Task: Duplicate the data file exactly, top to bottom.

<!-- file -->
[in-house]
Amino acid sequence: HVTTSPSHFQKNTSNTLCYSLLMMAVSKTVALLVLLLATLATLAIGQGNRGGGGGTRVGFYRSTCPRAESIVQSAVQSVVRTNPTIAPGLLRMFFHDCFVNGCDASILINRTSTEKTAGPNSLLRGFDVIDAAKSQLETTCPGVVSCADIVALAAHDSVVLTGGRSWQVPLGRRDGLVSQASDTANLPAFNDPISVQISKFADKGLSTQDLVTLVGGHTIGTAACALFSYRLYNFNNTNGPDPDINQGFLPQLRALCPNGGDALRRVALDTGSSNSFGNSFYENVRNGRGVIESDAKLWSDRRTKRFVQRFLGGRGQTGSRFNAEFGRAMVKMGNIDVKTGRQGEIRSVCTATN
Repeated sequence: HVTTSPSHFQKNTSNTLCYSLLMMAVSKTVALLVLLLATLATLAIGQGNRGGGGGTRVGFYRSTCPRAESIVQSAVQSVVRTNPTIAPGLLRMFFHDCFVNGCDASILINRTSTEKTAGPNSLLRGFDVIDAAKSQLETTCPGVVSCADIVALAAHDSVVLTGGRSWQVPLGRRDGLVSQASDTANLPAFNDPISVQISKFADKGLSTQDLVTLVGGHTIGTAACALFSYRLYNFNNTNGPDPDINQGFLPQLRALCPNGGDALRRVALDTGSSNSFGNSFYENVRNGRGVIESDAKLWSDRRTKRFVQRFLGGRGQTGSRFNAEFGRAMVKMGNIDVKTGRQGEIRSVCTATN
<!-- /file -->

[in-house]
Amino acid sequence: HVTTSPSHFQKNTSNTLCYSLLMMAVSKTVALLVLLLATLATLAIGQGNRGGGGGTRVGFYRSTCPRAESIVQSAVQSVVRTNPTIAPGLLRMFFHDCFVNGCDASILINRTSTEKTAGPNSLLRGFDVIDAAKSQLETTCPGVVSCADIVALAAHDSVVLTGGRSWQVPLGRRDGLVSQASDTANLPAFNDPISVQISKFADKGLSTQDLVTLVGGHTIGTAACALFSYRLYNFNNTNGPDPDINQGFLPQLRALCPNGGDALRRVALDTGSSNSFGNSFYENVRNGRGVIESDAKLWSDRRTKRFVQRFLGGRGQTGSRFNAEFGRAMVKMGNIDVKTGRQGEIRSVCTATN
Repeated sequence: HVTTSPSHFQKNTSNTLCYSLLMMAVSKTVALLVLLLATLATLAIGQGNRGGGGGTRVGFYRSTCPRAESIVQSAVQSVVRTNPTIAPGLLRMFFHDCFVNGCDASILINRTSTEKTAGPNSLLRGFDVIDAAKSQLETTCPGVVSCADIVALAAHDSVVLTGGRSWQVPLGRRDGLVSQASDTANLPAFNDPISVQISKFADKGLSTQDLVTLVGGHTIGTAACALFSYRLYNFNNTNGPDPDINQGFLPQLRALCPNGGDALRRVALDTGSSNSFGNSFYENVRNGRGVIESDAKLWSDRRTKRFVQRFLGGRGQTGSRFNAEFGRAMVKMGNIDVKTGRQGEIRSVCTATN